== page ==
In addition to optimal strains for cookies, WSU researchers identified other quinoa strains that are best for uses such as cooked grains. While taste tests are still underway in this study, this research will be used to release optimal breeding strains to farmers in 2023 can help commercial food producers use the right quinoa variety for their specific food products. 

“If the farmers take these strains, they don’t need to try to find a market for them,” Ganjyal says. “They can take them directly to the cookie market. And that saves a lot of time.” 

The new study is a continuation of Ganjyal and Murphy’s exploration of quinoa, building upon previously published work about the functionality of quinoa strains in puffed products. 

Quinoa in South America 

Quinoa has been consumed by indigenous people in the Andean region of South America for centuries. The nutritious grain recently gained popularity in other regions, many touting it as a “superfood” due to its complete protein status—meaning, it contains all nine essential amino acids. 

How has increased interest in quinoa affected regions that typically produce it for domestic consumption? The reports are mixed about whether or not quinoa’s popularity has hurt or helped people who produce and consume it in South America. Some argue that Andean quinoa farmers can no longer afford to consume the grain they produce while others champion the quinoa boom as a major boost to local economies. 


One undisputed issue that can arise from foreign demand is related to loss of biodiversity. Farmers in the Andean region cannot focus on cultivating only a few types of quinoa—of which there are approximately 120 species and 1,800 varieties—to serve Western applications, such as cookies, of the grain. 

Sergio Núñez De Arco, a Bolivian-American quinoa expert, explains that while there is no “bad” quinoa, as the WSU study highlights, not all strains are created equal, with some best-suited for certain food applications such as bread, cookies, and pasta, while others perform best as cooked grains.​​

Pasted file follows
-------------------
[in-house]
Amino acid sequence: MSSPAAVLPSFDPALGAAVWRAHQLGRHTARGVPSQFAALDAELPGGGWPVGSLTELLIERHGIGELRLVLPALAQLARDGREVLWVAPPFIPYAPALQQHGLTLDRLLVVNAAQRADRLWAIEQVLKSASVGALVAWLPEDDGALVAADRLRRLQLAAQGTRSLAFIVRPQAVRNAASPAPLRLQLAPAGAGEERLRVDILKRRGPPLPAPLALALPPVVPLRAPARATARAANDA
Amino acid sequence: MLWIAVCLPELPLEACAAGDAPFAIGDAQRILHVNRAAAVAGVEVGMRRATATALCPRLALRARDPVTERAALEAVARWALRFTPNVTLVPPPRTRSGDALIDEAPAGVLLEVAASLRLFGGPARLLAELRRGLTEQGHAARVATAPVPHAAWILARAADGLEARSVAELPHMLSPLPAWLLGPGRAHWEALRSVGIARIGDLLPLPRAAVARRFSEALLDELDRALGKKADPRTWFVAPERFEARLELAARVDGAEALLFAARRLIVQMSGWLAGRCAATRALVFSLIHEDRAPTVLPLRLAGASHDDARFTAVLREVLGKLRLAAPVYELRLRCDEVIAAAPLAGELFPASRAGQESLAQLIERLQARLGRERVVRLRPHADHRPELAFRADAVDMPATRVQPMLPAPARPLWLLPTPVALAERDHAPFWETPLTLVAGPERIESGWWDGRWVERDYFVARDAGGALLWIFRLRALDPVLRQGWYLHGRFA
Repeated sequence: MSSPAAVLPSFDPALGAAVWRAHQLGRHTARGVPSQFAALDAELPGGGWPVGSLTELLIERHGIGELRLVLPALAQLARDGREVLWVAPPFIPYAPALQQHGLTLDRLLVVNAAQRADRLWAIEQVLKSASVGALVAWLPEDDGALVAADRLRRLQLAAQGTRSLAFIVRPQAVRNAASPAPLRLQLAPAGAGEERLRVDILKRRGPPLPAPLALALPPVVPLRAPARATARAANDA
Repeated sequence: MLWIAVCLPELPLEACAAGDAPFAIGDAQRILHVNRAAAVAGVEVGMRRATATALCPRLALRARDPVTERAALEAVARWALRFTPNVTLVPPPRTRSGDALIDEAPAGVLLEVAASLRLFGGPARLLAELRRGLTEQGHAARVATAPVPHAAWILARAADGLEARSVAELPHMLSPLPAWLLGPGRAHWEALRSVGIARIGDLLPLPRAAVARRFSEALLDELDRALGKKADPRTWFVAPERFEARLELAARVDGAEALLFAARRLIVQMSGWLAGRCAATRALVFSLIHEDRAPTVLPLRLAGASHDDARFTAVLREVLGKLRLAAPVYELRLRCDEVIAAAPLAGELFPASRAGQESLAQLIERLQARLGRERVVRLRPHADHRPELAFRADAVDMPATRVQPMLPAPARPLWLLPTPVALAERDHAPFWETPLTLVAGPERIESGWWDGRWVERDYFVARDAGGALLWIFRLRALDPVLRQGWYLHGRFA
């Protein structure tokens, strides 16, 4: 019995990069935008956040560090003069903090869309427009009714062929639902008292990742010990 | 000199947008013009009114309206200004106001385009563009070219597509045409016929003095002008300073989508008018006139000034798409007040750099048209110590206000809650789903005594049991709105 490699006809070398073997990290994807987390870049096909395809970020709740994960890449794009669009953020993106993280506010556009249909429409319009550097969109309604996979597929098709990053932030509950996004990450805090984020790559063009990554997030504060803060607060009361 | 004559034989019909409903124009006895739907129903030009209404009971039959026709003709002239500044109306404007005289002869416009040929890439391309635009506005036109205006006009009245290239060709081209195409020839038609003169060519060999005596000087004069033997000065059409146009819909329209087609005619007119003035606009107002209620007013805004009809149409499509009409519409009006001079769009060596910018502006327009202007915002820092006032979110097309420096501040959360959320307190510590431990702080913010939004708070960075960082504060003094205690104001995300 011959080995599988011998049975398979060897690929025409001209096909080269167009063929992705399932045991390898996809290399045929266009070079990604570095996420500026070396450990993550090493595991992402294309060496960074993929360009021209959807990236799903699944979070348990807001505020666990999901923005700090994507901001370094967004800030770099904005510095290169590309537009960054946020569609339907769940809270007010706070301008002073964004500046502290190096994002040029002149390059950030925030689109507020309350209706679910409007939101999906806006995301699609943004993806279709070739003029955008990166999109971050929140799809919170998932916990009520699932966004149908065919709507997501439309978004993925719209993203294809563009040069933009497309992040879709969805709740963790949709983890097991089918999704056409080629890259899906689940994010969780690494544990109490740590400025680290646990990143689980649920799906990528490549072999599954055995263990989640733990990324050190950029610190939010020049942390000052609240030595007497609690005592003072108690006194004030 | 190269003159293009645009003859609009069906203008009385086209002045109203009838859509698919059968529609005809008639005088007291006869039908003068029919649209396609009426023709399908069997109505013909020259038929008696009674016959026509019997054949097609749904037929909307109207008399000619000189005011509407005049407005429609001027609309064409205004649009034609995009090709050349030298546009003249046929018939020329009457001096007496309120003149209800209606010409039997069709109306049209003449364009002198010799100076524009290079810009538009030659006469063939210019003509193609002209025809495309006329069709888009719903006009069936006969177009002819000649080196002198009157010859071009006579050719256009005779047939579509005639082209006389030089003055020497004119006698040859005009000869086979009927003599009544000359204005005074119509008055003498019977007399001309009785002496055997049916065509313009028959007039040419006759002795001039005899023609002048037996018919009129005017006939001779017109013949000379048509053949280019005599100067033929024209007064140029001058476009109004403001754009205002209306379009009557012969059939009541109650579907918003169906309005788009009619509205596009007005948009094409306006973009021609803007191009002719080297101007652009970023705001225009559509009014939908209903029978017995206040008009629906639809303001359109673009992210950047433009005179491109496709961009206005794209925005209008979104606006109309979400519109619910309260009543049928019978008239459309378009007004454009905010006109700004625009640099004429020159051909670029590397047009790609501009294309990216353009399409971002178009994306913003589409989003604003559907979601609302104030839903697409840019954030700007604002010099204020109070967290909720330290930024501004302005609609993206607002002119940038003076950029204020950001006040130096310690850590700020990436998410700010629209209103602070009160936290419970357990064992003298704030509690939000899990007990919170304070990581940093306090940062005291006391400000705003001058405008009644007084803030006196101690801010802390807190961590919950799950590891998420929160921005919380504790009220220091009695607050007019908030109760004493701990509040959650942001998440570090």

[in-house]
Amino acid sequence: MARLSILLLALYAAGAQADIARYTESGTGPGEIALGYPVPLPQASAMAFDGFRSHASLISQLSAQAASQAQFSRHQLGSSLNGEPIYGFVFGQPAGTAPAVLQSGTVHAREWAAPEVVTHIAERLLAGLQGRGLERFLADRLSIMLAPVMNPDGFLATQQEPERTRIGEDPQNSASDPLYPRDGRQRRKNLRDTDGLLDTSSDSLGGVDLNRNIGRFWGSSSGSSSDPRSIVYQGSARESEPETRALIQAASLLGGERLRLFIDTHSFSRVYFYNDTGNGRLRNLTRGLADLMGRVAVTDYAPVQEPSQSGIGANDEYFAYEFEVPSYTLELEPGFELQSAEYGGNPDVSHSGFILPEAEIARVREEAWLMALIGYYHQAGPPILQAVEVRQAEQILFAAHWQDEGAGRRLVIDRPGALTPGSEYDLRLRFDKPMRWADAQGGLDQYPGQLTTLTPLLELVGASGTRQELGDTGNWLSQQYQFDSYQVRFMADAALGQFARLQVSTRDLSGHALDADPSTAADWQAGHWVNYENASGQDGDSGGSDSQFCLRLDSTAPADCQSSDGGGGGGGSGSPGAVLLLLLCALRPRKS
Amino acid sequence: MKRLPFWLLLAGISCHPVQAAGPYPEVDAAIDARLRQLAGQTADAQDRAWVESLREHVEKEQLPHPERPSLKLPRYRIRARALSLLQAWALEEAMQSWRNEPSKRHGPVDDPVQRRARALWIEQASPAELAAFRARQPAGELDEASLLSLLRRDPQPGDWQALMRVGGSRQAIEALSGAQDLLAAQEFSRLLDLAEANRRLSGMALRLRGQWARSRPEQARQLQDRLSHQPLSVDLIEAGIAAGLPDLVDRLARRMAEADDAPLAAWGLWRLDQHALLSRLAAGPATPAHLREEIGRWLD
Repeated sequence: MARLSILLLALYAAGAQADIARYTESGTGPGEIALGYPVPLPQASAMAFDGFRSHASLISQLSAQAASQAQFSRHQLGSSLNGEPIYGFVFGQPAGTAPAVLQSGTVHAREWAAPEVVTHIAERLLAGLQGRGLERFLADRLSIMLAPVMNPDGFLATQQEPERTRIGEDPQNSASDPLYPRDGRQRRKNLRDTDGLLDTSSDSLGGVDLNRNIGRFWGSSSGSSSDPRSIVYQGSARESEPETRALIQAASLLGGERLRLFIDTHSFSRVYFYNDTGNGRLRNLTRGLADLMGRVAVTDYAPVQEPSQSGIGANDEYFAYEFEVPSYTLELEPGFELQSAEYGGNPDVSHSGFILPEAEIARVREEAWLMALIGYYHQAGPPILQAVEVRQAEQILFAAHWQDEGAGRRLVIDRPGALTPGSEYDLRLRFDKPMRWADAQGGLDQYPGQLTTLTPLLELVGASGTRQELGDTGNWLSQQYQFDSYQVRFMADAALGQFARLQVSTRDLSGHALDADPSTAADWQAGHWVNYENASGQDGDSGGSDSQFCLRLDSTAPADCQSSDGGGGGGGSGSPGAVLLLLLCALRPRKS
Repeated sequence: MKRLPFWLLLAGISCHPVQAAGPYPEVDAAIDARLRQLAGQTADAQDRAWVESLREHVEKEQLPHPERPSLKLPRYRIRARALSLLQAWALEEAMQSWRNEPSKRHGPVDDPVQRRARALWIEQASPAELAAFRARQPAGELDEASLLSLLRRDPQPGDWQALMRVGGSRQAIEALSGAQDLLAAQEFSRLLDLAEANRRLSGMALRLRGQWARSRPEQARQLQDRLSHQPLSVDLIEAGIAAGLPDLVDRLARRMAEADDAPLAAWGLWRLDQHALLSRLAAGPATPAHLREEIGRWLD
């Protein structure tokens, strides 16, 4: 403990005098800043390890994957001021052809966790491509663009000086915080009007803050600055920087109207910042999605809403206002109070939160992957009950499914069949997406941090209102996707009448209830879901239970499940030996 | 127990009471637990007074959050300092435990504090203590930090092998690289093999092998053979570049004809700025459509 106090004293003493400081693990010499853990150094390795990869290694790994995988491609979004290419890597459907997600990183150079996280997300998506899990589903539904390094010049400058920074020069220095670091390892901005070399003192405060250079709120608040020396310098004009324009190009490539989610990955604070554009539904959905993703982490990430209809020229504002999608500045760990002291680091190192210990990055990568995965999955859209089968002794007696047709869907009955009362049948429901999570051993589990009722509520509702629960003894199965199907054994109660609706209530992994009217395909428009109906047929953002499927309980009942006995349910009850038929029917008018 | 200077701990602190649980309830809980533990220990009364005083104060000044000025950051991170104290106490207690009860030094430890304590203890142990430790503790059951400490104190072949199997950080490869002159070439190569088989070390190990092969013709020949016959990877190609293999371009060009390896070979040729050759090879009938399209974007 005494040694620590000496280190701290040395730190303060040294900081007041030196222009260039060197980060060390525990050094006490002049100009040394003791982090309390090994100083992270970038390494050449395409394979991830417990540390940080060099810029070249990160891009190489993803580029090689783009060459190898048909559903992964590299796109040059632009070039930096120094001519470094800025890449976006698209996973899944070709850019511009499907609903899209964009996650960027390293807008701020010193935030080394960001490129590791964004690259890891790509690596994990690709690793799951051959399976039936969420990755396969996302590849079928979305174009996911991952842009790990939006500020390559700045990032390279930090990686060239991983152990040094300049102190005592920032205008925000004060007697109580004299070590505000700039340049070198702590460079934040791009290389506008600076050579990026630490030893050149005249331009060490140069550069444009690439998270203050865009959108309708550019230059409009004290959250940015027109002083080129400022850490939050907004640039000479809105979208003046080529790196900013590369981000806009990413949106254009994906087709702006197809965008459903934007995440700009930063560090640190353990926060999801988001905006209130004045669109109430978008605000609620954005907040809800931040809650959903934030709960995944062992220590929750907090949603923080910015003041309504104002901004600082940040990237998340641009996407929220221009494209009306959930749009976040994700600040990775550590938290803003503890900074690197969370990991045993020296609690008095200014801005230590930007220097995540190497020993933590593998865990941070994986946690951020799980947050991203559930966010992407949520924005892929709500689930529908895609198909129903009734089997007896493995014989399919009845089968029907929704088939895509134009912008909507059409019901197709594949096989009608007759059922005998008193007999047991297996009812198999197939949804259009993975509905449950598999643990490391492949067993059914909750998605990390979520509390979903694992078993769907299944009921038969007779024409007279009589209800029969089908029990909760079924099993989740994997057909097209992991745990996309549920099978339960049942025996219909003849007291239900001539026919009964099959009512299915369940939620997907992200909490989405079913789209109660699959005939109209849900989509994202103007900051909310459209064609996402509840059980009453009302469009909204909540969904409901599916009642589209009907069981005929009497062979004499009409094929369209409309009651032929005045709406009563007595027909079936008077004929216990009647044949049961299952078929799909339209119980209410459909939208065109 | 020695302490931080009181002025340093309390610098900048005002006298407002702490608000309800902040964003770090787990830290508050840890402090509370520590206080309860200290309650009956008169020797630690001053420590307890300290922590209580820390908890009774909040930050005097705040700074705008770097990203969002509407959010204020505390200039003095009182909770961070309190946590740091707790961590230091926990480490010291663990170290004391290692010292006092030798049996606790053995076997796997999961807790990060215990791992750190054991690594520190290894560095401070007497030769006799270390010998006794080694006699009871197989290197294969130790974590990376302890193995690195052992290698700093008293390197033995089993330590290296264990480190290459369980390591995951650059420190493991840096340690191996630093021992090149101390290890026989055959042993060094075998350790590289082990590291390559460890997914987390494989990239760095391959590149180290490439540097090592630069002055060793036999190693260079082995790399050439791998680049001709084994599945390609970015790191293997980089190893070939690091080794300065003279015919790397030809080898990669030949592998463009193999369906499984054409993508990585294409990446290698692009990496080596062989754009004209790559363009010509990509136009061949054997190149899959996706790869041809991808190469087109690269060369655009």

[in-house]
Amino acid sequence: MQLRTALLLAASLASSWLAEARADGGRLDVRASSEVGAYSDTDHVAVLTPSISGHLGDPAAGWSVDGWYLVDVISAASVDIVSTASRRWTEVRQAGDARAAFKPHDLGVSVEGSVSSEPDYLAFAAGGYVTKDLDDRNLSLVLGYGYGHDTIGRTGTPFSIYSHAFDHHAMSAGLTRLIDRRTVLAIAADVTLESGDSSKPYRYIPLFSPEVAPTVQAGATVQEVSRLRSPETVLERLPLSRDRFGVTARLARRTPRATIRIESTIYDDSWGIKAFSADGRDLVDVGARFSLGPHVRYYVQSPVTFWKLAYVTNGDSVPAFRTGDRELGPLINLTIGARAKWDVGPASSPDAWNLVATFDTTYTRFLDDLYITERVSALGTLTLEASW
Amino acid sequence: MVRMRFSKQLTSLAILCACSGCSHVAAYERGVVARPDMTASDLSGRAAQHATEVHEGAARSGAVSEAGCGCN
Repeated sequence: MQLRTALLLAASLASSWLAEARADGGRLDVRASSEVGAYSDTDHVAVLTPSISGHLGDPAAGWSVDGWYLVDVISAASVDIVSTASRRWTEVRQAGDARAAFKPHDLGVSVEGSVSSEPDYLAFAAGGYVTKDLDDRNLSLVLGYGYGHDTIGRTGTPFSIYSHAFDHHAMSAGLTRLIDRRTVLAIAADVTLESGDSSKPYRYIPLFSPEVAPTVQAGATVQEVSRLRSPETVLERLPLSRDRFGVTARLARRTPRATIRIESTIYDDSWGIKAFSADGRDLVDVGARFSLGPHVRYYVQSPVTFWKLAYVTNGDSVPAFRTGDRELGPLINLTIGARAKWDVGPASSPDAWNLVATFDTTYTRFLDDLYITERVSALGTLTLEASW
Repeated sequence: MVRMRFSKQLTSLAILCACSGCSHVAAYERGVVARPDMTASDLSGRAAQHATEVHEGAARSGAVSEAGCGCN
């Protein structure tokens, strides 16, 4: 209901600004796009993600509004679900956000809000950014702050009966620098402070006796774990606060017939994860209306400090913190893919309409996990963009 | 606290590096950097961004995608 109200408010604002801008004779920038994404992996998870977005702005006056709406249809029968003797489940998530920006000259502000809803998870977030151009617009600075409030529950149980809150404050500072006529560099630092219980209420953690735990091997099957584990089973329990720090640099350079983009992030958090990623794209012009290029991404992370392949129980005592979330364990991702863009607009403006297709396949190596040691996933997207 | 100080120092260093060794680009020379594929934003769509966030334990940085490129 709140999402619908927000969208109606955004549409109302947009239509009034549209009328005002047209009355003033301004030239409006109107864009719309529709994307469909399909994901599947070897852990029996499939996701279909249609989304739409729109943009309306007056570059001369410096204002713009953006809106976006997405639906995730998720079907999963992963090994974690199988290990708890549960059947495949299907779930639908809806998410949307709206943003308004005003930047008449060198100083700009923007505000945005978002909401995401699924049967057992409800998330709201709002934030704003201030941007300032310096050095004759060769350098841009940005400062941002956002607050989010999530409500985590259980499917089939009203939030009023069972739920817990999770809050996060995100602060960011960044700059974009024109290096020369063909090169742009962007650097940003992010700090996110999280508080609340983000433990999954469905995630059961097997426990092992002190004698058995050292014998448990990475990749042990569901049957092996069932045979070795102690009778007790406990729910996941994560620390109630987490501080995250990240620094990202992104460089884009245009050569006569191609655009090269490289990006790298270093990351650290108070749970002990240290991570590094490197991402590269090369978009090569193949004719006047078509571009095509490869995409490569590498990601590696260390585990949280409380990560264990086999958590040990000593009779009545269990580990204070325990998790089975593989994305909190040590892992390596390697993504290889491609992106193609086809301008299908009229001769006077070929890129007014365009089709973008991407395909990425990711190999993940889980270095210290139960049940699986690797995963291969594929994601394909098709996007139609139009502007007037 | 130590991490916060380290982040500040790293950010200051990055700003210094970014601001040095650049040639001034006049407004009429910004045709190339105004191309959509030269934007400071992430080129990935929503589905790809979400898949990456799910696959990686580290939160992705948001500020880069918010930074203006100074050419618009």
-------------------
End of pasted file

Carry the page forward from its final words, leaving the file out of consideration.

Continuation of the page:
He explains that farmers in the Andean region have established techniques that protect them from climate fluctuations, much of which rely on varying the strains of quinoa planted and harvested based on changing conditions. However, specialized strains developed for mass commercialization grown in this region would limit these practices, opening farmers up to vulnerabilities exacerbated by the climate crisis. 


Growing local quinoa strains for use in the US is favorable for this reason and more. According to WSU estimates, 5,000 acres in the Pacific Northwest are currently being used to cultivate quinoa strains with additional farmers interested in getting into the business. Understanding which quinoa strains make for the best commercial products will help support a thriving local quinoa industry, while driving interest in quinoa in other applications—thereby supporting niche market growers in the Andean region.

“Traditional Bolivian and Peruvian farmers have some of the best quinoa for side-dish applications,” Núñez De Arco. “They have an advantage in organic agriculture and enjoy a secure market niche today. I expect that the work from WSU will raise awareness of quinoa’s benefits and actually boost demand for South American quinoa as people look to consume more of it as a side-dish and look for options from the Andes.”